research paper on covid 19 impact on business

a OR: odds ratio.

research paper on covid 19 impact on business

a Test of the null hypothesis that proportions do not vary across the 3 groups. Percentages are reported based on nonmissing values. Missing values are not reported for readability.

Principal Findings

This study reports results from the largest survey assessing the impact of the COVID-19 pandemic on people living with RDs; >3000 individuals representing a wide range of RDs participated in the study. Women, adults, and White non-Hispanic individuals were overrepresented. Recruitment and data collection procedures may have discouraged the participation of minority groups, although the causes of their underrepresentation are probably broader. For instance, the racial and ethnic profile of the respondents living with myasthenia gravis was similar to that of the participants of a national registry [ 31 ], but it is possible that the registry also underrepresented minority groups. Similarly, in the National Amyotrophic Lateral Sclerosis Registry, of the estimated 25,000 prevalent cases in 2017, 64.97% (16,127/24,821) were White, 5.92% (1469/24,821) were Black. [ 70 ]. In 2012 pediatric Medicaid records, 59.38% (2872/4836) of the patients with eosinophilic esophagitis were White and 15.47% (748/4836) were Black, whereas race was missing for 11.81% (571/4836) of the patients [ 71 ]. Our survey was widely advertised and relied on outreach by patient advocacy groups. Participation of >1300 respondents with an RD not studied by the RDCRN suggests that our outreach was effective in the RD community.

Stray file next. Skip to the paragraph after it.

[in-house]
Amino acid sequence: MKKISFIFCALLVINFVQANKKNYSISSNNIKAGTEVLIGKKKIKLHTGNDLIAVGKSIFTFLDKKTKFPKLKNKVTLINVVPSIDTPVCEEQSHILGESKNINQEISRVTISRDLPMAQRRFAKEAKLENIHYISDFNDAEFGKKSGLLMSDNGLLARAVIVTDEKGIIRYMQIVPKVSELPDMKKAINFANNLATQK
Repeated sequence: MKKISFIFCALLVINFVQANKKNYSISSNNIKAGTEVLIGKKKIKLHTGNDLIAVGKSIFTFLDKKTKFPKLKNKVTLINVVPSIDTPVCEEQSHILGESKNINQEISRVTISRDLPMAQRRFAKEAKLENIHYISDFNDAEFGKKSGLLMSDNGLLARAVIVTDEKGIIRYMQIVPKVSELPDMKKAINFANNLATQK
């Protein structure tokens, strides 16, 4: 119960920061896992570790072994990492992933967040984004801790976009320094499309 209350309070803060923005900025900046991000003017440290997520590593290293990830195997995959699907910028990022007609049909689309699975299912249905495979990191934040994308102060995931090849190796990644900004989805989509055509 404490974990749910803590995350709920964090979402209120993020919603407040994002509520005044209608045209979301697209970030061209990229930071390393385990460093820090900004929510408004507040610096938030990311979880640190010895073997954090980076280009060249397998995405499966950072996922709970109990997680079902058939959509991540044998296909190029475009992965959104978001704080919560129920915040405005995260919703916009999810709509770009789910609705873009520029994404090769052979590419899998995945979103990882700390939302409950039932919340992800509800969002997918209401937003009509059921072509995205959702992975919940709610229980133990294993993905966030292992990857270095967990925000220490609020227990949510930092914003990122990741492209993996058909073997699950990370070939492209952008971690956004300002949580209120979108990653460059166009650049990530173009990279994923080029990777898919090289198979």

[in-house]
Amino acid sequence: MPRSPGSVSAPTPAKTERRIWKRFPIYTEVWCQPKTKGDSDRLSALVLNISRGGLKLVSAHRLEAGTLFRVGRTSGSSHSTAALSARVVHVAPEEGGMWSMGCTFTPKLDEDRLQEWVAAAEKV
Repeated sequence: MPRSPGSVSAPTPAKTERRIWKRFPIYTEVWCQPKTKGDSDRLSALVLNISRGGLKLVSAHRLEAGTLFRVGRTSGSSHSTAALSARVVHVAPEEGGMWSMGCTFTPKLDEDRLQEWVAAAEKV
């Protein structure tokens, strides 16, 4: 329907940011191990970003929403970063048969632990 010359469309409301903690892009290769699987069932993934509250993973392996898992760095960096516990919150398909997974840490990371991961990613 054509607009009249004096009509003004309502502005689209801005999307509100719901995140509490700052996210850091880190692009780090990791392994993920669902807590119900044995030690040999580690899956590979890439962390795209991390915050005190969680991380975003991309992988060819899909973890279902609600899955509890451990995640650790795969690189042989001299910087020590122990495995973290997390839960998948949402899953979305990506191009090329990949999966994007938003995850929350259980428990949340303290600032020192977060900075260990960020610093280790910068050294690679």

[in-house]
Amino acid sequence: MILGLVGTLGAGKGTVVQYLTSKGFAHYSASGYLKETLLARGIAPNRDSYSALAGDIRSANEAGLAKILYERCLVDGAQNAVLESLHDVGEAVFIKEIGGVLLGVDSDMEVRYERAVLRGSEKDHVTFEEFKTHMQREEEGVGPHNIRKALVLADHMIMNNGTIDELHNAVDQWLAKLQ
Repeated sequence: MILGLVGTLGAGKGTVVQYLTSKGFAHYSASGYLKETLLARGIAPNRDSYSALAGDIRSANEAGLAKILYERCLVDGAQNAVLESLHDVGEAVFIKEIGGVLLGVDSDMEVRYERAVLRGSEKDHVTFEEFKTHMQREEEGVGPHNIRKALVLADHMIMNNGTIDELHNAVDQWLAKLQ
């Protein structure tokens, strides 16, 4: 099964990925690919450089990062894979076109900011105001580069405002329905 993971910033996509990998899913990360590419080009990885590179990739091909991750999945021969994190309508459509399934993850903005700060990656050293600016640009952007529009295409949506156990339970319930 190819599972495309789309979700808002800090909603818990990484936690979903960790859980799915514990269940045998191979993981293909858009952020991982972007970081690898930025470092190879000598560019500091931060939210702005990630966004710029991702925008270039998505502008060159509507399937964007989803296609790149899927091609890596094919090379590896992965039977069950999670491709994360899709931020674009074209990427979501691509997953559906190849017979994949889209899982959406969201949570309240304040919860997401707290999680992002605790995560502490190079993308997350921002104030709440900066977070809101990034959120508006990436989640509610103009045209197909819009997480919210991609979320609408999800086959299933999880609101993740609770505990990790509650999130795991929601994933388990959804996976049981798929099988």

Underrepresentation of minority groups may be related to the globally recognized barriers to access to RD diagnosis, specialized care and social support [ 72 , 73 ], and other determinants of lack of participation in research [ 74 , 75 ]. Spurred by these findings, the RDCRN has established a cross-consortia Diversity Committee to identify actions to support and expand the participation and engagement of research participants, family members, advocates, and research staff from underrepresented or marginalized communities.